The first thing I did in order to change this picture was lower the highlights which in turn helped darken up the overall picture a bit and help my dog’s fur shine. Raising the shadows to 35 and lowering down the whites a small bit is what made the biggest difference here in the picture- it really helped to light up and show his left side (the side we see on the right.) I didn’t change anything about the individual colors in the mixer, but I did raise the overall vibrance a small amount. Lastly, I raised the clarity and dehaze by a small amount.
One thing that I’ve noticed about editing any pictures with my dog in them is that raising up the contrast helps create a-lot of textural differences in the pictures between his fur and wherever he’s sitting/ laying down, so that’s one of the first things I raised after also raising the exposure a small amount. Afterwards I lowered down the highlights which helped bring out the pattern and darker tones on the sheet he’s laying on. I then lowered the whites down and raised up the blacks by a good amount which gave his fur a lot more luster and shine. After having raised the saturation a small amount on the oranges for the sheets on his right, I lastly raised the texture, clarity, and dehaze by a small amount on top of lowering the vignette by small amount as well to make the corners a little darker.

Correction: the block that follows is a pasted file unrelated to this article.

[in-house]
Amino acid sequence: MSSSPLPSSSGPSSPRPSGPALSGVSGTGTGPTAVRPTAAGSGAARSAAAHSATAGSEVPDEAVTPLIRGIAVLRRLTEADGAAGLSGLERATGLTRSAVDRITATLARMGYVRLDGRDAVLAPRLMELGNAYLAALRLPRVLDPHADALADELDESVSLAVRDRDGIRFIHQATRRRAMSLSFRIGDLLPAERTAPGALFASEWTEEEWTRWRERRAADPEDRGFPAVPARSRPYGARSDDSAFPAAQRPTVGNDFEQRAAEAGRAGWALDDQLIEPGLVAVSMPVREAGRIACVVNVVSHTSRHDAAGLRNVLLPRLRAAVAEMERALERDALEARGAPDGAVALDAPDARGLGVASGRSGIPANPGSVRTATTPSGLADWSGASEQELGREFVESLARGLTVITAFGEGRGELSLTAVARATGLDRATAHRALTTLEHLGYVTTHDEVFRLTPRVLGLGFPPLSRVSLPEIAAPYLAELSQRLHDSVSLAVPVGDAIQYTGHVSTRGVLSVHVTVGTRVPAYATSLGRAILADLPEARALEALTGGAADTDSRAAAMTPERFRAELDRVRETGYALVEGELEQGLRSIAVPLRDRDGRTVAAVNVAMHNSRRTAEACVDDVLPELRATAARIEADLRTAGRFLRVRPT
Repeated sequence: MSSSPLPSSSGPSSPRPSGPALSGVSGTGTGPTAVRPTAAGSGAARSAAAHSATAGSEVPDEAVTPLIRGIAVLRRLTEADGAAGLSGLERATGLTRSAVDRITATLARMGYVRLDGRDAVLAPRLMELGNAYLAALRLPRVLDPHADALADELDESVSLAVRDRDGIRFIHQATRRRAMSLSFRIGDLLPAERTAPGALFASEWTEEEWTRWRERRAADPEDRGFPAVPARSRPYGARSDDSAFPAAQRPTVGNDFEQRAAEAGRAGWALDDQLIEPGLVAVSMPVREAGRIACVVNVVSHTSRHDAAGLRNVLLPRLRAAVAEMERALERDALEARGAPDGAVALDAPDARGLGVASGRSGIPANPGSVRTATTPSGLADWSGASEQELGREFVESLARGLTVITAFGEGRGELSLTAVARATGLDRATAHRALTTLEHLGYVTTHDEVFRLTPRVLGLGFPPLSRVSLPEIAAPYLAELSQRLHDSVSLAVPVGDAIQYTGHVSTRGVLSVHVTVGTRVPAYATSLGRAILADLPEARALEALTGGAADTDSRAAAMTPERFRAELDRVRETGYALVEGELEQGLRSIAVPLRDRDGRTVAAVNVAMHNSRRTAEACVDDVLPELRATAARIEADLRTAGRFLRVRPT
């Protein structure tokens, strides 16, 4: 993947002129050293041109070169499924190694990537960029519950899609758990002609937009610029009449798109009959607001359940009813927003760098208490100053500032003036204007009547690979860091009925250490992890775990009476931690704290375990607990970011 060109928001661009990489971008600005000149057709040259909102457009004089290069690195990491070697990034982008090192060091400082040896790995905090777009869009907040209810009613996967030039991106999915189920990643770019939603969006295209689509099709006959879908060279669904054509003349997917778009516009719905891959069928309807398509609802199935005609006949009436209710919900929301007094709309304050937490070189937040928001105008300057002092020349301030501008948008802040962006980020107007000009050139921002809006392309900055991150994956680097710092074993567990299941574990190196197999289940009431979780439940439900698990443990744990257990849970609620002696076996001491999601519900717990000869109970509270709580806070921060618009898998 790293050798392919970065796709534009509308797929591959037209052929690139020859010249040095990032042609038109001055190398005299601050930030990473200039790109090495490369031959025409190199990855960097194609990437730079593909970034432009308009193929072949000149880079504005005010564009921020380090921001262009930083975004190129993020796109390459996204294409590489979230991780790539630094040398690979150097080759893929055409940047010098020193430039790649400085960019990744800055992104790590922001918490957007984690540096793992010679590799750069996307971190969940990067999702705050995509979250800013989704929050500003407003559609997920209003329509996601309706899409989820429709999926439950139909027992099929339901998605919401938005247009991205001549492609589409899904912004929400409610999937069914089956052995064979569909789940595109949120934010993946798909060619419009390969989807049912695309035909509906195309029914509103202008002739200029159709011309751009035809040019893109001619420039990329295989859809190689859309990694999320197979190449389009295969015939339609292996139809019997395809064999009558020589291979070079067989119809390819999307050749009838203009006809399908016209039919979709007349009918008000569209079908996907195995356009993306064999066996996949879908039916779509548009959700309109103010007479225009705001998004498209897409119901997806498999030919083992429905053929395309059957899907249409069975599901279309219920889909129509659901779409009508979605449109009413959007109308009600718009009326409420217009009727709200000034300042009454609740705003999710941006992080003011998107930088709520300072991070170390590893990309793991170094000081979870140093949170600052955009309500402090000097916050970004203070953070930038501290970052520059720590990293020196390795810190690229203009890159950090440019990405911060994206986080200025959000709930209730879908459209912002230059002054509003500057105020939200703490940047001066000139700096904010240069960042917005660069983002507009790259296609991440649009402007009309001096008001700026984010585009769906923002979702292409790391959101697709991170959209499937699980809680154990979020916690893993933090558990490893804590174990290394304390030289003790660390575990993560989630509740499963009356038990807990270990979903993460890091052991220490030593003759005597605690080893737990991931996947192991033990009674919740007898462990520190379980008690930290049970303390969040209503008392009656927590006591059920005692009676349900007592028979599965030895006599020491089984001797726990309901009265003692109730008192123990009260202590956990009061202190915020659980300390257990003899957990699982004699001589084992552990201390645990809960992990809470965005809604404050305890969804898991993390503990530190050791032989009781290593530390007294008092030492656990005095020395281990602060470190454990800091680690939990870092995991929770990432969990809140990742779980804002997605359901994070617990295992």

Primarily focusing on the outside of the window and lowering the exposure is what helped create the contrast and darkness that helped create the silhouette in the first place, and bringing down the black just made it even darker which in turn makes the point the picture is trying to capture come across more successfully.
For me, the hardest lighting style to capture was Rembrandt. Every other lighting style is easily visible due to the fact that you can make them happen based on the way that you position your head, but for Rembrandt; it seems to me like it’s more about how you manipulate the light itself. In order to capture that style I had to pull down the shade halfway as opposed to the way it was completely up for the other three shots. I think my split shot came out the most successful, but that’s because I think split shots in general are easily identifiable.
Elijah Castra- Working on self portraiture centered around high and low contrast imagery.
Ilda Medel- Working on self portraiture centered around different styles of window- based lighting.
Samantha Loureiro- Working on series of windows and or reflections around neighborhood.
Alex Veras- Working on portraiture centered exclusively around dog throughout different times of day and performing different activities.